Social media is #Backlash Central. That can work in your favor if you prepare for both opportunities and attacks.

I recently hosted a meeting of associations engaged in Grand Challenges and we devoted a session to social media. Our speaker was Heather Holdridge, director of digital strategy for Planned Parenthood. She described how Facebook and Twitter strengthened Planned Parenthood, which has been in the political crosshairs since 2011.

According to Heather, We should all be so lucky to have moments when issues important to us come into the public consciousness. It is much easier to ride a wave than create a wave.

In Heather’s words, here is how Planned Parenthood rides the social media wave, even in turbulent waters:

1. To create a groundswell of support, till the soil.

When Congress attempted to defund Planned Parenthood in 2011, we began to see Facebook posts and photos we didn’t create. One image that became iconic is three people dressed as Storm Troopers holding a sign that reads: Stand with Planned Parenthood. We realized our greatest asset was not our 700 health centers in 50 states; it was people who valued a relationship with Planned Parenthood. We let them know we appreciated their tweets and posts.

Over the past four years, we have amplified what they do on our platforms and we now boost the visibility of their photos, personal stories and messages. We established a standard hashtag, #Standwith PP. After the 2015 vote to defund us, that hashtag rocketed to the top of Twitter, surpassing even #nationalcheeseburgerday.

2. Give up ownership.

Support on social media is organic and authentic. You may create a hashtag but you don’t own it. Let people run with it. Suggest ways supporters can channel their energy and show support. There is a lot of creativity and humor out there that can serve you.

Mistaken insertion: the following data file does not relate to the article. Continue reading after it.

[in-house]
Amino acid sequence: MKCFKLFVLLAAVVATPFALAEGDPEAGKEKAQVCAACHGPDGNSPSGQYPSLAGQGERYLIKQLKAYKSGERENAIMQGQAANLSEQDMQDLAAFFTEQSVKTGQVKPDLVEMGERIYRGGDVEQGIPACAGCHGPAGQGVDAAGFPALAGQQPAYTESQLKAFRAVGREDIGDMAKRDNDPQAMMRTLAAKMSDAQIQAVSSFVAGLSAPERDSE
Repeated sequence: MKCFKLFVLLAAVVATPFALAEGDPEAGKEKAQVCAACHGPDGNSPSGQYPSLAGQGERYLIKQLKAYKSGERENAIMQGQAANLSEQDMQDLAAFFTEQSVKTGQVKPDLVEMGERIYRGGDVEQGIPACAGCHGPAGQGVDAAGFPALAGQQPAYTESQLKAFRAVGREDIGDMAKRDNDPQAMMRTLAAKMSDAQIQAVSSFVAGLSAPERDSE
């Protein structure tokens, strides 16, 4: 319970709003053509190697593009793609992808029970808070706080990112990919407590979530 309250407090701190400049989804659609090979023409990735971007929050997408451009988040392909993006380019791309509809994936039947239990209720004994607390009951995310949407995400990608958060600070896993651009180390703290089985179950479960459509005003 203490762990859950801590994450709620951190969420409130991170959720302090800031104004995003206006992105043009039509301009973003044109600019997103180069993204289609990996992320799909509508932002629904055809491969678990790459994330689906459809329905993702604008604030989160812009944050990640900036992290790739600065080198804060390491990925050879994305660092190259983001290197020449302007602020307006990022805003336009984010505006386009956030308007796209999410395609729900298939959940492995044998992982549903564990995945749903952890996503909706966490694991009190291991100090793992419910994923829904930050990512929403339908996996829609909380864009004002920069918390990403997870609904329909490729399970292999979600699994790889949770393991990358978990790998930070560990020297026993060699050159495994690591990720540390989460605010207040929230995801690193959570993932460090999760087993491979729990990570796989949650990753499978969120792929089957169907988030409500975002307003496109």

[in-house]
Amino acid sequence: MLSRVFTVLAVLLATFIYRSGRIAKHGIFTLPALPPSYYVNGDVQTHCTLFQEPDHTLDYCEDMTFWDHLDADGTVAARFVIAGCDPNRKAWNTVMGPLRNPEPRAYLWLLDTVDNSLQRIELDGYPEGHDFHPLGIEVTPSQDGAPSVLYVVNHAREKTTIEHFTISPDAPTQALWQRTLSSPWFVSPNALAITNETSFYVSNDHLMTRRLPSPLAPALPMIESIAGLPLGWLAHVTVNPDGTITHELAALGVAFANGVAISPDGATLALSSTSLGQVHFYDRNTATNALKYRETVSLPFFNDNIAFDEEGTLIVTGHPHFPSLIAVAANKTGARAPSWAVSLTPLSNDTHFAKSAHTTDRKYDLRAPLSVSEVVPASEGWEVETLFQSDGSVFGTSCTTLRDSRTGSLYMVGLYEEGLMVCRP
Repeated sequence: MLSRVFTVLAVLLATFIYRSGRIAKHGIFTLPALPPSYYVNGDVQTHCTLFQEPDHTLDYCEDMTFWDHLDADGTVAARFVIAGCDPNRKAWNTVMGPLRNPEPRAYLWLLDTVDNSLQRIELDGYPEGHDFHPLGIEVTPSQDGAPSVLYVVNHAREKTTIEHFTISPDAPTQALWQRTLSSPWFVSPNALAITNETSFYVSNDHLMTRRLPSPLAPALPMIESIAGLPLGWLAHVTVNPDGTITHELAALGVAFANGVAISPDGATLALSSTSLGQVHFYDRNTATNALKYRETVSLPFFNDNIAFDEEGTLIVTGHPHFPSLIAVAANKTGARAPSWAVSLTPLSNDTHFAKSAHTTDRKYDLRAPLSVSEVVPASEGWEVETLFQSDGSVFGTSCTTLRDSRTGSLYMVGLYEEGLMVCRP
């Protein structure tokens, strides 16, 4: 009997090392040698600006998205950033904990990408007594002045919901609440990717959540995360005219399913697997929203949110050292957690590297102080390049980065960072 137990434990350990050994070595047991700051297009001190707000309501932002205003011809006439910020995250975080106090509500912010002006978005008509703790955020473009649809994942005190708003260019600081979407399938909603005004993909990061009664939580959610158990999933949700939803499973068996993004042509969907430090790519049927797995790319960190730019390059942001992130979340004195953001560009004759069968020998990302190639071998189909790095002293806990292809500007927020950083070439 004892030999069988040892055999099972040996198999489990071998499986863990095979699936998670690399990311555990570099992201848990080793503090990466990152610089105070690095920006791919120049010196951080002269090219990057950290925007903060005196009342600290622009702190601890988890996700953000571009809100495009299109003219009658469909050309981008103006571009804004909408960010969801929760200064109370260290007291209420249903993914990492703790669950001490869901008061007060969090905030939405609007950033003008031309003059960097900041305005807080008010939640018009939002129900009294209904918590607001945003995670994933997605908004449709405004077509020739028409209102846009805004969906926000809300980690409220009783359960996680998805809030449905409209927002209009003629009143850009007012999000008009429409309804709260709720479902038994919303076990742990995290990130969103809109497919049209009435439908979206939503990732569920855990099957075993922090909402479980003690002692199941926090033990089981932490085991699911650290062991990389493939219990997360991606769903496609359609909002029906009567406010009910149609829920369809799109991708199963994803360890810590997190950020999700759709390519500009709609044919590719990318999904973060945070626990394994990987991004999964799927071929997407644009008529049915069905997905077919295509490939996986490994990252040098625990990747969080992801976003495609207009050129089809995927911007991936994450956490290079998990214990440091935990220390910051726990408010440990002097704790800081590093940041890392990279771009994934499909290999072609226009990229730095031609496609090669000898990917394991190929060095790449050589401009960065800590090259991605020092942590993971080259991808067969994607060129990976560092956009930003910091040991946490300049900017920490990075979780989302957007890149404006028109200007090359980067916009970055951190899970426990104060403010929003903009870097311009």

Another independent group launched the Facebook page, Humans of Planned Parenthood. It has become a very active community. We have no control over the content, but we acknowledge them.

3. Diversify to focus messaging.

We originally had a single Facebook page and one Twitter handle. We realized we need to speak with two distinct voices. Some rely on us for health-related information and we needed to reach them with an encouraging, nonjudgmental voice. Another audience cares about our survival and women’s access to healthcare. We use a sharper voice to express threats to the organization. Now we maintain more than one presence on Facebook and Twitter so we can focus our messaging and deliver it in a consistent tone.

4. Anticipate emotion and steer the energy in a productive direction.

There are times when you get bushwhacked, as we did with the leaked videos this year. But there are other moments-in-the-making that allow you to prepare. Last year, we knew the Supreme Court ruling on the Hobby Lobby case was coming and that the outcome would probably be bad news for access to birth control. We prepared a graphic and template that allowed us to immediately distribute an email highlighting Justice Ginsburg’s blistering dissent.

5. Remain vigilant and nimble.

This year, we were not as nimble in responding to the videos released by an anti-abortion group. We didn’t see this well-orchestrated attack coming. It took several days to respond and give our supporters an explanation. People wanted to know what to do. We weren’t ready with the answers they needed as quickly as we should have been.

However, we typically are responsive because we don’t have a rigorous approval process for social media. We work collaboratively with our Government Relations team to identify messages we can optimize for social media. You cannot afford to let a review process slow you down.

Thank you, Heather, for sharing hard-won insight into how an organization can tap into public fervor and outrage to create momentum – then let it go. #ridethatwave